Why do you want Sport Chrono (the wart) and PASM if you don't mind me asking? Porsche wouldn't let me option PASM on my Cayman R because it was inferior to the suspension the car came with. I think Sport Chrono is only really useful with a PDK because it adds another mode.
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Old 12-04-2013, 01:33 PM   #124
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The Cayman R's suspension was different than the Cayman S's suspension (fairly certain of that). A PASM equipped Cayman S's suspension is stiffer and 1/2 inch lower to the ground (compared to a normal Cayman S). Additionally in normal mode the suspension is softer than a non-PASM equipped Cayman. PASM also helps with anti-dive under braking and a wide variety of other parameters (see this for additional info: http://www.caymanregister.org/faq.php?faq=options ) And Sport Chrono does indeed have a "sport" setting, but it is useful on all models, not just PDK equipped ones. (further info about that is also available at the above link).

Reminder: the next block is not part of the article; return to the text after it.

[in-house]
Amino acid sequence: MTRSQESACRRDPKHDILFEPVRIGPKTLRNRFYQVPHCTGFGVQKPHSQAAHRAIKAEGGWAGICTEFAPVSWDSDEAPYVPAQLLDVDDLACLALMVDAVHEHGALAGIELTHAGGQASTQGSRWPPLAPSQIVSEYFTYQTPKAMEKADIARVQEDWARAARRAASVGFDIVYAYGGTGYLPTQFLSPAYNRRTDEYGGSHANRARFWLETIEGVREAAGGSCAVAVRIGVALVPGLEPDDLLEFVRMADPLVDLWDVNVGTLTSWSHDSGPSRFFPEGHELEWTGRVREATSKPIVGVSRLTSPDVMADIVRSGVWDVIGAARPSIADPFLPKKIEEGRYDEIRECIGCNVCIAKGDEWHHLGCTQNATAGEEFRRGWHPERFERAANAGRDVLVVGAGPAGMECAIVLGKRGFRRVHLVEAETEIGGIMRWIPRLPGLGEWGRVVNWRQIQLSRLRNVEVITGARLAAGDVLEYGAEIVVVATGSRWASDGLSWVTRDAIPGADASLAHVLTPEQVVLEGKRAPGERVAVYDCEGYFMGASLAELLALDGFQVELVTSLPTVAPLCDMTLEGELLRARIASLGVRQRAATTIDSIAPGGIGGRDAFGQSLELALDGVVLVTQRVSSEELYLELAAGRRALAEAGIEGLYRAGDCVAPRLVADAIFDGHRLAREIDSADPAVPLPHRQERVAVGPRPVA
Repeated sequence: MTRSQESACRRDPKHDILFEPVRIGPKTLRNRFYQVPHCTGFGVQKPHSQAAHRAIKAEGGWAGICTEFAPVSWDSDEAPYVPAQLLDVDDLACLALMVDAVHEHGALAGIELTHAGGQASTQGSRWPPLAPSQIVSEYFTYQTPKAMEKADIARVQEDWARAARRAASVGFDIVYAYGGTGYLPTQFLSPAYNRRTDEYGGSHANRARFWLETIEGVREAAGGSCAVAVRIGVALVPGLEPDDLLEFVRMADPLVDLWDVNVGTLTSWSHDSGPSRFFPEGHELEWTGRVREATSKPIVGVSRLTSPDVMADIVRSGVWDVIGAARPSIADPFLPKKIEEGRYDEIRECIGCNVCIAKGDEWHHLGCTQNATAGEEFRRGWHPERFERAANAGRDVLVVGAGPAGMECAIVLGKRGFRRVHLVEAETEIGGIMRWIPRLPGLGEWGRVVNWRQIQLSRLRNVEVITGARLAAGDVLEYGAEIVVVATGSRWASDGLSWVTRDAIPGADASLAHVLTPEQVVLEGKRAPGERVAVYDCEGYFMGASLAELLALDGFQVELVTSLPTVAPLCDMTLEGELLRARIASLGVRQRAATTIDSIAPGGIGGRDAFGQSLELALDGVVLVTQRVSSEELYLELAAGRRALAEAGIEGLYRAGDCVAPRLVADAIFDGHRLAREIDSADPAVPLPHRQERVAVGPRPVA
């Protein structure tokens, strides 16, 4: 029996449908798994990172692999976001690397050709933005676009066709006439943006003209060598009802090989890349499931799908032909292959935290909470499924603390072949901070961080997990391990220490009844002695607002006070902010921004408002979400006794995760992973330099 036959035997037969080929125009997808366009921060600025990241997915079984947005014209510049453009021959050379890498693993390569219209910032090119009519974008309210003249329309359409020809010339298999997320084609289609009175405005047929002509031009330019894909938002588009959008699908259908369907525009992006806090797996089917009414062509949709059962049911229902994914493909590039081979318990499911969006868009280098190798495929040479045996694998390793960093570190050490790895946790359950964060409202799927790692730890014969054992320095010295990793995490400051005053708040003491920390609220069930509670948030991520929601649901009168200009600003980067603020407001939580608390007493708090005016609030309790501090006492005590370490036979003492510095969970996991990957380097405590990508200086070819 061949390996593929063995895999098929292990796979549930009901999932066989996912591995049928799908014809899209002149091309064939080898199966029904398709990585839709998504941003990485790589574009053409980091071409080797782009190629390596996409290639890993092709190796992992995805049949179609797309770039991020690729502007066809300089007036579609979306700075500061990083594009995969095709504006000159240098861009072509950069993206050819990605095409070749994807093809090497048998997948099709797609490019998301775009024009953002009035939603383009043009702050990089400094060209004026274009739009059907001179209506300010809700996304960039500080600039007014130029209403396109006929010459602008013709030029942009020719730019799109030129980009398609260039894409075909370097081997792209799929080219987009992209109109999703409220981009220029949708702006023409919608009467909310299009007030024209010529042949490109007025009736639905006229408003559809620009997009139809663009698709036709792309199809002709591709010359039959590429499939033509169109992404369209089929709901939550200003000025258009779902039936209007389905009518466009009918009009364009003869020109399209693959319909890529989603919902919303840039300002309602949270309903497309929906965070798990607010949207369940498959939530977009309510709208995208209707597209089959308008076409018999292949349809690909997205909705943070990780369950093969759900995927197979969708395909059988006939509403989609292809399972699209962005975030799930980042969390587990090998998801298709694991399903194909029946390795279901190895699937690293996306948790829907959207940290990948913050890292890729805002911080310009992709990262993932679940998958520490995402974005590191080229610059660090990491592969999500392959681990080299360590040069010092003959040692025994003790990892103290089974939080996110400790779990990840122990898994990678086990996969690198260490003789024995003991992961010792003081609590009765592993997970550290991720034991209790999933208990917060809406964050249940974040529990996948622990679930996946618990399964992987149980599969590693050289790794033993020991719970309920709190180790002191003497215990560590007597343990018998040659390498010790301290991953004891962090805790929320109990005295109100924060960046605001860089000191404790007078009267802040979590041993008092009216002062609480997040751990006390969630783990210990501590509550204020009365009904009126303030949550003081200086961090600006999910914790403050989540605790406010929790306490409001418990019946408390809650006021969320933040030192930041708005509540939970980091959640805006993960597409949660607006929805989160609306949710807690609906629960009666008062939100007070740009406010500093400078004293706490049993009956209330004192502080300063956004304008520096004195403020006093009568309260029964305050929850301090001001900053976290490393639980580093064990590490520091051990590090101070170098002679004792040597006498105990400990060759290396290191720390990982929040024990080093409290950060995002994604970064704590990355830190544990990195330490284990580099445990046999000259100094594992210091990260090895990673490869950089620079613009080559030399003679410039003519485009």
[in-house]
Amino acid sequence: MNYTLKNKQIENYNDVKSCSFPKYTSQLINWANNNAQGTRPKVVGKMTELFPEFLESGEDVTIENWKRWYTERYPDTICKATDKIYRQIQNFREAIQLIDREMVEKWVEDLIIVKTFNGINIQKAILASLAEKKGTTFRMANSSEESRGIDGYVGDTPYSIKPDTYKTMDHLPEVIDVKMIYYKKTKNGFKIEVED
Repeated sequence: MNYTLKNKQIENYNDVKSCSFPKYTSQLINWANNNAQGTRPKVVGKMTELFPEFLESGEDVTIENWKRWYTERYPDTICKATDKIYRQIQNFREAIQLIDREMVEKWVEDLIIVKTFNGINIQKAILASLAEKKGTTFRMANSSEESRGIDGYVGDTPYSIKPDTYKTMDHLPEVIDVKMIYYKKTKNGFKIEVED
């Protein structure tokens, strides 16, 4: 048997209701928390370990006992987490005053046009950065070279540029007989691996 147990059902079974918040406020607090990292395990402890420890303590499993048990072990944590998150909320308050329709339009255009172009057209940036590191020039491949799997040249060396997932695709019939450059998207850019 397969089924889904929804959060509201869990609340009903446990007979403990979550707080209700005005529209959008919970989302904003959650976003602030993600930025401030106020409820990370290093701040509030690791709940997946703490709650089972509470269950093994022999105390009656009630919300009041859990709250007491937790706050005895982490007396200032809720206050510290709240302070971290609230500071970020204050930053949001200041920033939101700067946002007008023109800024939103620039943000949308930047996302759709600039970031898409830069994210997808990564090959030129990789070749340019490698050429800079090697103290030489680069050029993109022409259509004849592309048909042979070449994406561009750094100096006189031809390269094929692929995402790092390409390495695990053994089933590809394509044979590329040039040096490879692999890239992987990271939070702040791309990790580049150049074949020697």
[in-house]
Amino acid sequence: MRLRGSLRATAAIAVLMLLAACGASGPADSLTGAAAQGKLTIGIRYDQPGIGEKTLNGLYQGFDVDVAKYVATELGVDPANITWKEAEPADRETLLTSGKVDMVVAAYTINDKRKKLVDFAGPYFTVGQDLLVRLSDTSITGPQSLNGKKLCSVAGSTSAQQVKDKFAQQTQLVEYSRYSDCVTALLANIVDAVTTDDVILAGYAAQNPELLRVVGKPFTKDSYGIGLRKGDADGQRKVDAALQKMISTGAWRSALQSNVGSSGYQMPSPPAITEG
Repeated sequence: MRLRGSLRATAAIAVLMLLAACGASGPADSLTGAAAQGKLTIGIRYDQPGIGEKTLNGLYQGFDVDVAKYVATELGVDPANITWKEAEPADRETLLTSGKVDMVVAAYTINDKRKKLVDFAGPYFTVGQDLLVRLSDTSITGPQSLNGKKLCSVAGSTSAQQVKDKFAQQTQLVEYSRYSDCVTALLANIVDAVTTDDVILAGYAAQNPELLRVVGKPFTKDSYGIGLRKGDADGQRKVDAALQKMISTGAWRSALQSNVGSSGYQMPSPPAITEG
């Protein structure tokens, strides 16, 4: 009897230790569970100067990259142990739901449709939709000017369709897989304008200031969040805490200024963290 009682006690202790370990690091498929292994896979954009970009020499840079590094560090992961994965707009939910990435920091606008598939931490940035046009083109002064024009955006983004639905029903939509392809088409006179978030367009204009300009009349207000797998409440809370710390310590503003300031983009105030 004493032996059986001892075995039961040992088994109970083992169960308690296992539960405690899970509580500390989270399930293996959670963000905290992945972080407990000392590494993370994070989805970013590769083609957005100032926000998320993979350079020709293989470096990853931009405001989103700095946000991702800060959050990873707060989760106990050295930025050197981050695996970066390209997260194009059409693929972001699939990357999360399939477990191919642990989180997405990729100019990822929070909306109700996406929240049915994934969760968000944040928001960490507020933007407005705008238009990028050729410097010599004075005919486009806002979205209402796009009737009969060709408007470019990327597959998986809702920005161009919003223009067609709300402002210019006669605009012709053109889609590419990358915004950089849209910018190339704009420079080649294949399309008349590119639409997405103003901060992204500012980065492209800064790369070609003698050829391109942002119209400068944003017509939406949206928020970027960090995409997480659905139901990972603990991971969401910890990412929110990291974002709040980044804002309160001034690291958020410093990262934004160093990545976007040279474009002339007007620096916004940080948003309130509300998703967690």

I suppose at the right price neither of the above are deal breakers, but I would think about it.
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Old 12-04-2013, 01:36 PM   #125
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I suppose at the right price neither of the above are deal breakers, but I would think about it.
I would spend the money saved by not having those options to upgrade the suspension and buy a stopwatch.
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Old 12-04-2013, 03:44 PM   #126
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Maybe if I was buying new